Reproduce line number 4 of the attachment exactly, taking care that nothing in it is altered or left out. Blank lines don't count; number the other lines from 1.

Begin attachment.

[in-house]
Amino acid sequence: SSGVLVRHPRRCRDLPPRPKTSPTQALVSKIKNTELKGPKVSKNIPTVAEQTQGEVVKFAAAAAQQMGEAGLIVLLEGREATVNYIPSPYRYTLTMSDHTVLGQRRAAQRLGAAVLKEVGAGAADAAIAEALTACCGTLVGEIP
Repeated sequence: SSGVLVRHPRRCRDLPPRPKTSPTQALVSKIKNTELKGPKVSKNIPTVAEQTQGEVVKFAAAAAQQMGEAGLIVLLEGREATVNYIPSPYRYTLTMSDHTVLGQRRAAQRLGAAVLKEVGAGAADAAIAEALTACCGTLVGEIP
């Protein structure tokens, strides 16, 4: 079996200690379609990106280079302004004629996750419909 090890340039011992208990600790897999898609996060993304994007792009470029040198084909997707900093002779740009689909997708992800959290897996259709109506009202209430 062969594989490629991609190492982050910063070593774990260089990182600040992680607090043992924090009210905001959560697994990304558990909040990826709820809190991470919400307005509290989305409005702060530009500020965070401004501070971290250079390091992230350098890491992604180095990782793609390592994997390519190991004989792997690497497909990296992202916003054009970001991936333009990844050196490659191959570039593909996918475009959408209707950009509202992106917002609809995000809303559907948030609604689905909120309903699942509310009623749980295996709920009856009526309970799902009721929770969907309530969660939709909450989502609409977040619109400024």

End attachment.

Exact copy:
């Protein structure tokens, strides 16, 4: 079996200690379609990106280079302004004629996750419909 090890340039011992208990600790897999898609996060993304994007792009470029040198084909997707900093002779740009689909997708992800959290897996259709109506009202209430 062969594989490629991609190492982050910063070593774990260089990182600040992680607090043992924090009210905001959560697994990304558990909040990826709820809190991470919400307005509290989305409005702060530009500020965070401004501070971290250079390091992230350098890491992604180095990782793609390592994997390519190991004989792997690497497909990296992202916003054009970001991936333009990844050196490659191959570039593909996918475009959408209707950009509202992106917002609809995000809303559907948030609604689905909120309903699942509310009623749980295996709920009856009526309970799902009721929770969907309530969660939709909450989502609409977040619109400024």